• Explore this Turnover Calculator to estimate the cost of attrition in your school or district.

Invest in Strong Induction & Mentoring

  • Teachers who experience strong induction and mentoring are twice as likely to stay in the profession as those who do not. Research suggests that this impact is even greater for teachers of color.

Support Continued Growth & Recognize Leadership

  • High-quality, teacher-led professional learning opportunities are integral to supporting the long-term career path for educators by providing them with opportunities to deepen skills, adopt new and innovative approaches to teaching, and share their own expertise with others. See the Professional Learning section of the Talent Guide for strategies and resources to support a high-quality PD program. Above all, ask teachers how they are doing and what they need to be successful.
  • Recognize and honor their expertise. Identify and support opportunities for highly effective teachers to expand their impact and influence. In addition to professional advancement and certification programs like National Board Certification, Massachusetts runs numerous programs to elevate the voice and expertise of effective educators, including:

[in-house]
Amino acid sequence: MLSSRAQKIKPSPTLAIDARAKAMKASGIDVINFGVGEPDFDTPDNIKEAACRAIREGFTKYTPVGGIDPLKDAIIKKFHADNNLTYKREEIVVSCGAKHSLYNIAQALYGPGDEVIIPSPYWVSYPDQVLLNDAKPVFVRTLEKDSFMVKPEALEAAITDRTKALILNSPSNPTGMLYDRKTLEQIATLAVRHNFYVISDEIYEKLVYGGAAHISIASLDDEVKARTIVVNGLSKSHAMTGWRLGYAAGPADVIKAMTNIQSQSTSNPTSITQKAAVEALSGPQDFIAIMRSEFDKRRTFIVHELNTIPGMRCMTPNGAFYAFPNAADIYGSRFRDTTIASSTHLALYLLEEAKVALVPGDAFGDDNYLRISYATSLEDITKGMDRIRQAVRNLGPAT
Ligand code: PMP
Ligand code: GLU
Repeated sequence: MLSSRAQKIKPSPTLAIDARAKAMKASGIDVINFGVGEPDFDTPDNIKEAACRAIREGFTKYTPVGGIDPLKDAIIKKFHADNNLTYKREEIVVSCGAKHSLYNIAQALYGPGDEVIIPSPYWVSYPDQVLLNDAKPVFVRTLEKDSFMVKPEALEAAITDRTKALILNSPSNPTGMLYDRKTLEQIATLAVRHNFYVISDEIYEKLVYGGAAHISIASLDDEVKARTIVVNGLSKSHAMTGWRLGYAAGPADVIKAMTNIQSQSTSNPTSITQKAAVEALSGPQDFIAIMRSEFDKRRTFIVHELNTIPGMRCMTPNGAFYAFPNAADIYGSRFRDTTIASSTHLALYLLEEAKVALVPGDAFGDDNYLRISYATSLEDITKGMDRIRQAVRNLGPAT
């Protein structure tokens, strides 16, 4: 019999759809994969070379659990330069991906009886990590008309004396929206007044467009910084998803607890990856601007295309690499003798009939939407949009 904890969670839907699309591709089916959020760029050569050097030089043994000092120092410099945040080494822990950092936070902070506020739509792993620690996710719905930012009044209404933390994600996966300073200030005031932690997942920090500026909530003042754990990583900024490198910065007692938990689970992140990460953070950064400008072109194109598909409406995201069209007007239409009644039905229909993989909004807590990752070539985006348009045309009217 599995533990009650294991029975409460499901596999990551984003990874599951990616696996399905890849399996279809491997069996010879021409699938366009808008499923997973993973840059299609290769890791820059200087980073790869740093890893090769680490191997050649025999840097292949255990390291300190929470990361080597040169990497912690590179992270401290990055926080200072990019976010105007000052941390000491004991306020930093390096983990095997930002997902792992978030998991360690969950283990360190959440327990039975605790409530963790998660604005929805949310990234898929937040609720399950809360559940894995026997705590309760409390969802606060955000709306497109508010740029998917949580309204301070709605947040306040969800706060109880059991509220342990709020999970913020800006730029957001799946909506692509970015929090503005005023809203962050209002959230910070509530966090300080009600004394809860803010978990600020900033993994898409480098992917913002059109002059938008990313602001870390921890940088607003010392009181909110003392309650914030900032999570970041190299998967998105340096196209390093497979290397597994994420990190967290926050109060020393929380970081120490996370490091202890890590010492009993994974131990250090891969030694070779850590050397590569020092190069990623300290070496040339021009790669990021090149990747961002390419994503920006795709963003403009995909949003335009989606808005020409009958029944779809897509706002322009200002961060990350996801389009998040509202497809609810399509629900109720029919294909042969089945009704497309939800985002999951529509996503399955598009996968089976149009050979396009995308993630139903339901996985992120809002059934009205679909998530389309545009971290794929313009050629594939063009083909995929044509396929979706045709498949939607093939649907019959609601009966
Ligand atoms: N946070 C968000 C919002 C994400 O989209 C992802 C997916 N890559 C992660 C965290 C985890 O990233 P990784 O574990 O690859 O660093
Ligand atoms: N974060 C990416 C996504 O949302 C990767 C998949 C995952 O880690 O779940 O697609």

• Ensure equitable compensation. School and district leaders can also support educators' well-being by ensuring they are equitably compensated for their work.
    • Analyze compensation data across lines of identity (e.g., race, class, gender, ethnicity) to identify inequities, then take action to address these issues.
    • When possible, compensate educators for extra responsibilities and leadership opportunities, such as leading professional development, family or community engagement events, and serving on hiring committees. Check out information on Boston Collegiate Charter School's multilingualism stipend , which compensates staff for translating family communications.